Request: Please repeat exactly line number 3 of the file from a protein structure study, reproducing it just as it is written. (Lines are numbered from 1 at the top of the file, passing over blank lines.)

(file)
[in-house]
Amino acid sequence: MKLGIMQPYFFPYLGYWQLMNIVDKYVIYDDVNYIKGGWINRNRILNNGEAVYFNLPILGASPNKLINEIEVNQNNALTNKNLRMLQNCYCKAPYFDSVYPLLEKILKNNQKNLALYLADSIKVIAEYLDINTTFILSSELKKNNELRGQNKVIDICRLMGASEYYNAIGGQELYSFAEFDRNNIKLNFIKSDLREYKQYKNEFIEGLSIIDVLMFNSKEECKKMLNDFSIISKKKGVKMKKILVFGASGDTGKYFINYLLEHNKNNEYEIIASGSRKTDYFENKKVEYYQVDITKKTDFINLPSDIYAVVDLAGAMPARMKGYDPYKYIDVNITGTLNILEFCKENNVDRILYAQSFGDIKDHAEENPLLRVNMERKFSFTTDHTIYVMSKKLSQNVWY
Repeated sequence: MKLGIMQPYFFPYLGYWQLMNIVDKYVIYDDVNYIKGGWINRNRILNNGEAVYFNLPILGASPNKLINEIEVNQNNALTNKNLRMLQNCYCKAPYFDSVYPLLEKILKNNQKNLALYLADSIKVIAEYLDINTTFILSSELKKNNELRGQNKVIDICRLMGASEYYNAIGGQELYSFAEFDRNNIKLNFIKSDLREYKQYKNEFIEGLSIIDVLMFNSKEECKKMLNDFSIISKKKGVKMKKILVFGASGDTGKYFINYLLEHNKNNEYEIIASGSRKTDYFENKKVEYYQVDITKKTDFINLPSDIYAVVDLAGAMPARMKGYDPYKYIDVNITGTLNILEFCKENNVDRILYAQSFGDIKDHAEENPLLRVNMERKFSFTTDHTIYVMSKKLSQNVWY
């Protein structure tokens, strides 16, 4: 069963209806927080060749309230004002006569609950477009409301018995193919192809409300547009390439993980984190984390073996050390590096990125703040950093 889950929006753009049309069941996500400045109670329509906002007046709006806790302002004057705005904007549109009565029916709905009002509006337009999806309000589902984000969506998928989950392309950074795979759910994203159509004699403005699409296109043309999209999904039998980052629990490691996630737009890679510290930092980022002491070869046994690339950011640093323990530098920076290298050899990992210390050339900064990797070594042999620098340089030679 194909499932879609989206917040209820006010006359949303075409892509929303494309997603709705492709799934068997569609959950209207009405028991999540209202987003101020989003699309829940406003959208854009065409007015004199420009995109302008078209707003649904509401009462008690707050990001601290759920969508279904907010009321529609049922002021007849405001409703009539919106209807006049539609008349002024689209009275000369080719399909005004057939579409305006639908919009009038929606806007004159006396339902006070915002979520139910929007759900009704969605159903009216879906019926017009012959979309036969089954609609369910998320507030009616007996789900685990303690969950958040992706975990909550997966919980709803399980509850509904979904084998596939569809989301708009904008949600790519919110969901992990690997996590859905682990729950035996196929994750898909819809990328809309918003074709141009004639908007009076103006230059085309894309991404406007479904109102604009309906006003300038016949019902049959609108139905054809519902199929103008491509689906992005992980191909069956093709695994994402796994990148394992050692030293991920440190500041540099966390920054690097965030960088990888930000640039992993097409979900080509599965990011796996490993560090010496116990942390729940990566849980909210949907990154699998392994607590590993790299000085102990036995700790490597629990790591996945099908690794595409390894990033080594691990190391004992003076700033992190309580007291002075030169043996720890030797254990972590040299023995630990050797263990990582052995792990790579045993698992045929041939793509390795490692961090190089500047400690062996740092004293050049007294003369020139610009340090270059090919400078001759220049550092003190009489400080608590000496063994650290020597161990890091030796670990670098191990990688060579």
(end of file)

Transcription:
Repeated sequence: MKLGIMQPYFFPYLGYWQLMNIVDKYVIYDDVNYIKGGWINRNRILNNGEAVYFNLPILGASPNKLINEIEVNQNNALTNKNLRMLQNCYCKAPYFDSVYPLLEKILKNNQKNLALYLADSIKVIAEYLDINTTFILSSELKKNNELRGQNKVIDICRLMGASEYYNAIGGQELYSFAEFDRNNIKLNFIKSDLREYKQYKNEFIEGLSIIDVLMFNSKEECKKMLNDFSIISKKKGVKMKKILVFGASGDTGKYFINYLLEHNKNNEYEIIASGSRKTDYFENKKVEYYQVDITKKTDFINLPSDIYAVVDLAGAMPARMKGYDPYKYIDVNITGTLNILEFCKENNVDRILYAQSFGDIKDHAEENPLLRVNMERKFSFTTDHTIYVMSKKLSQNVWY